Camouflage
Aside from securing the entrances, I would actually look at camouflage over fortifying your gear, if it's possible. Only the most desperate thief is going to spend time searching through boxes marked "textbooks" and "baby clothes" wedged in the back of the garage. Throw in a couple real boxes-o-junk for good measure. If they've ransacked everything and have turned to searching through random bins buried in the garage, things are really bad. 


If you want something lockable, check out surplus file cabinets from office places. They're usually pretty sturdy construction--about as good as the cheap stack-on cabinets--and they look like they're full of old files, tax records, etc. A couple labels and some added trapping--papers hanging out the top--and you're good. A job box for tools is another option, but a little more interesting to thieves.

Comments
Those are my thoughts - I'm sure you guys have got some more ideas/suggestions. Let us know!

19 comments :

  1. I can tell you from 19years law enforcement experience that for the doors at least, to have them secure as they can get, you have to have METAL door frames and solid wood or metal doors. What breaks in a burglary is not the door itself, but the door frame...metal frames negate this problem and a solid wood or metal door makes it virtually burglar proof.....unless they just bust through the wall. Also...I don't think I have ever worked a burglary where there was a large dog roaming freely about the property or inside the house...even if they just thought there was one....criminals are cowards and will move on to a softer Target, easy prey. Hope this helps.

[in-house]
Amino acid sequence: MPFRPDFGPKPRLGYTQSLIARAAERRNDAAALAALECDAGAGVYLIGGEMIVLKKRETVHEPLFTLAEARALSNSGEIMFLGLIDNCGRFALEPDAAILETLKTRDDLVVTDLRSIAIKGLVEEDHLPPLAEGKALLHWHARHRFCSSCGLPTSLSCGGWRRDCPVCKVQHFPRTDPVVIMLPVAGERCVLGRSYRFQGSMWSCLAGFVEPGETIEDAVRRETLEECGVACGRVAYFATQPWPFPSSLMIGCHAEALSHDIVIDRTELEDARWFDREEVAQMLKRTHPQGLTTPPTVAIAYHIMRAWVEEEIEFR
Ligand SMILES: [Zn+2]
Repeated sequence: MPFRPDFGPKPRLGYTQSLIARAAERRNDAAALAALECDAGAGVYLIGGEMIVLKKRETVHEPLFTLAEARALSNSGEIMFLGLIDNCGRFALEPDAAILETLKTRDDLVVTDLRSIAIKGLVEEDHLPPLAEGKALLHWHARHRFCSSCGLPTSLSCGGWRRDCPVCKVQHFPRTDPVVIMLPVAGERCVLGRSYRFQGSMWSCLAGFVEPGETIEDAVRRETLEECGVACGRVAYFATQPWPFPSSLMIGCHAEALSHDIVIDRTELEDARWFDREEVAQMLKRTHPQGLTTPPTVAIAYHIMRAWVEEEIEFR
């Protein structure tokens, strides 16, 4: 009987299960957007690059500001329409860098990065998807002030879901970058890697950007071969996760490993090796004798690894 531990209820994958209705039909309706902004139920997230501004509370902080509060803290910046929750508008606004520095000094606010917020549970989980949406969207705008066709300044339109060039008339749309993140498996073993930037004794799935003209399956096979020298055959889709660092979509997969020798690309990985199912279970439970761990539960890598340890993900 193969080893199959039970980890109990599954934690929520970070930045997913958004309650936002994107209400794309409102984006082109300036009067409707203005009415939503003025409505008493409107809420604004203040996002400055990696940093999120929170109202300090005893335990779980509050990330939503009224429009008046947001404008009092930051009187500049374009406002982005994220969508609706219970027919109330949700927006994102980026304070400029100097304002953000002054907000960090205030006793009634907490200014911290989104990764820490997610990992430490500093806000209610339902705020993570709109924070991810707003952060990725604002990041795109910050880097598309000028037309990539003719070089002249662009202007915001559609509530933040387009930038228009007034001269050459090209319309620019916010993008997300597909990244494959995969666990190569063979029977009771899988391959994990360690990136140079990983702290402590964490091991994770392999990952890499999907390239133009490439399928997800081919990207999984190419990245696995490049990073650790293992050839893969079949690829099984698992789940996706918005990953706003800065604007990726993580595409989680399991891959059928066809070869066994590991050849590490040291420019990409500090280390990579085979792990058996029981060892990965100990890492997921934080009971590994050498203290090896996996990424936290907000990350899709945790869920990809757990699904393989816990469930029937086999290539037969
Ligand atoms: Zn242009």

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  2. One other idea to lessen the likelihood of being chosen as a target. Thieves are lazy. I watched the show "To Catch a Thief" and those guys automatically skipped the houses with security company signs in the front yard when casing neighborhoods for a target. Just get a sign - $10 could make a thief go somewhere else.

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  3. Looks kinda like my garage, 'cept I have a window where he(?) has the door to the back yard. I framed in the back of my garage, which upped the amount of storage space and keeps everything nicely out of sight.

    If the house has another way to the backyard, he could frame in the door to the back yard and use that door and door frame for the door to the storage area.

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  4. One big weakness of the garage is that all the neighbors can see your stuff 2-3 times a day. Even if they are trustworthy folks talk and a friend of a neighbors scumbag cousin types do a high percentage of break ins and home invasions.